How Guanyin is honored today
Taoists claim that Guanyin was originally a woman named Cihang Zhenren who lived during the Shang Dynasty. Regarding her as one of the Three Great Immortals, Taoists believe Guanyin can appear in 32 different forms, some female, others male.
In Zali belief, Guanyin is the primary deity and is called Ancient Buddha of Holy Religion.
In Caodaism, Guanyin is known by the name Quan Am Tathagata and is considered a Buddha. In Caodaism, along with representing compassion, mercy, and patience, Guanyin’s primary role is to teach the Tao to female disciples to help them reach godhood.
In Taiwan, Guanyin is known as the Ancient Buddha of the South Sea and is a primary deity of the Yiguandao.
Many compare Guanyin to Christianity’s Virgin Mary, as many artistic representations show Guanyin holding a small child. It is quite common for modern representations of Guanyin to be made by Catholic sculptors, such as the Guanyin statue in Gilsangsa, Seoul, South Korea, which was made by avowed Catholic Choi Jong-tae.
Due to her popularity, Guanyin is commonly featured in in works of literature, television, movies, and now even video games, most recently appearing as a character called Cigu Guanyin in the cult horror game, Devotion.
Guanyin, Chinese goddess of mercy and compassion
As the Chinese goddess of mercy and compassion, Guanyin is all-seeing and all-hearing, coming to the rescue of those that call her name. Admired and revered throughout Southeast Asia in different religions and beliefs, the tales of Guanyin’s love are innumerable.
- Guanyin is the goddess of mercy and compassion in Chinese folk religion, as well as in multiple forms of Southeast Asian Buddhism
- Guanyin is considered to be the protector of women and children and is also worshipped as a fertility goddess. She is also worshipped as the protector of the sick, the infirm, the destitute, the poor, and those in trouble. She is also regarded as a protector of seafarers and travelers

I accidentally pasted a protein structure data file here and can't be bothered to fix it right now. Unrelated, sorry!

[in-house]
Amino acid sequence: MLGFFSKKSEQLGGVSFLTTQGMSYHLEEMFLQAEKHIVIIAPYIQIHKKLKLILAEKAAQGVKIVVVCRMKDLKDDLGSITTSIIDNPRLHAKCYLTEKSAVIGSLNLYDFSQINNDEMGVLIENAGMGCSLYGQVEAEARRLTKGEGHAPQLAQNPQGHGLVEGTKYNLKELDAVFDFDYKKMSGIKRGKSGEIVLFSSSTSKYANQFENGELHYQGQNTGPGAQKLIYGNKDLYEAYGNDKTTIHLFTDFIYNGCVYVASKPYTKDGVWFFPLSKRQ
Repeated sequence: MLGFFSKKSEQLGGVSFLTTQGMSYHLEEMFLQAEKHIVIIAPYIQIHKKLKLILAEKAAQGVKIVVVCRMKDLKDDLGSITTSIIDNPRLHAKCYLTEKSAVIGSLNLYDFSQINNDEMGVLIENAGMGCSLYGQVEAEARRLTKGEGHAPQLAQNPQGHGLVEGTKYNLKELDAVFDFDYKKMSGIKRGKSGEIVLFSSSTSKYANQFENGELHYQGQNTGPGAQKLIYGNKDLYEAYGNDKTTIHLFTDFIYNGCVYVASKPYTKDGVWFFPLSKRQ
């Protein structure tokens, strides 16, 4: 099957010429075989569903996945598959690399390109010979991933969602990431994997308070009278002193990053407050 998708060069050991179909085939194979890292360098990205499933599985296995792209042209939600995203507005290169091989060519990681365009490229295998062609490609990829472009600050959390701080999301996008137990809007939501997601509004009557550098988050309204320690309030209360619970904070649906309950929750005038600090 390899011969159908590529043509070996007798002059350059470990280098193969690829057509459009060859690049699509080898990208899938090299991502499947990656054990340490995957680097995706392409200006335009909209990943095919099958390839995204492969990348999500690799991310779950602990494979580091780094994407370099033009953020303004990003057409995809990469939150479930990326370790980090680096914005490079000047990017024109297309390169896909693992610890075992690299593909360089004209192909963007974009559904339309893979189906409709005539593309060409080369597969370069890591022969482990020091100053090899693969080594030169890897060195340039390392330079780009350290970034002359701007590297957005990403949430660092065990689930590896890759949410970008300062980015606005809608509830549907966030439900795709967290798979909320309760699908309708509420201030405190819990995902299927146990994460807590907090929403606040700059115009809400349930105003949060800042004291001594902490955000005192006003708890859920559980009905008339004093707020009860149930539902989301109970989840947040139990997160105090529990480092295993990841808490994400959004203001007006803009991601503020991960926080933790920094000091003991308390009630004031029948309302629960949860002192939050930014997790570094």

- Scholars believe that Guanyin was originally based upon the Hindu god Avolokitesvara, and as Buddhism spread to China, stories of Avolokitesvara intermingled with Chinese folk tales to form the stories of Guanyin
- The name Guanyin is a transliteration of Guanshiyin, the Chinese name for Avolokitesvara meaning the one who hears the sound of the world
- In artwork, Guanyin is usually shown with long white robes and adorned with jade necklaces. She is often pictured with a willow branch in one hand and a vase of water in the other and is sometimes seen sitting upon lotus flowers or clouds; or standing on the back of a dragon.
- Lady Guanyin is attended by Shancai (one of her disciples), and Longnu (a granddaughter of the Dragon King).
- In Chinese myth, before she was Guanyin, goddess of mercy, she was once a child named Miao Shan who was wrongly executed. Upon entering Diyu, she sent out her karmic force to help others, emptying hell. King Yama, fearing the destruction of his realm, sent Miao Shan back to the earthly realm as the bhodisavatta Guanyin
- Taoists believe Guanyin was originally born as Cihang Zhenren, and regard her as one of the Three Great Immortals
- Many Chinese fertility superstitions surround Guanyin, including the giving of a shoe to expectant mothers so that children may be carried to term
- Guanyin is a common fixture in artwork, literature, movies, television, and video games
Adored throughout Southeast Asia for her benevolence, mercy, and kindness, Guanyin is one of the most popular gods of ancient China. Coming to the rescue of those deserving of her attention, Guanyin’s legacy is that of a saint, even drawing comparisons to Christianity’s Virgin Mary. If you find yourself in dire straits, call out the Chinese goddess of mercy. She may hear your call.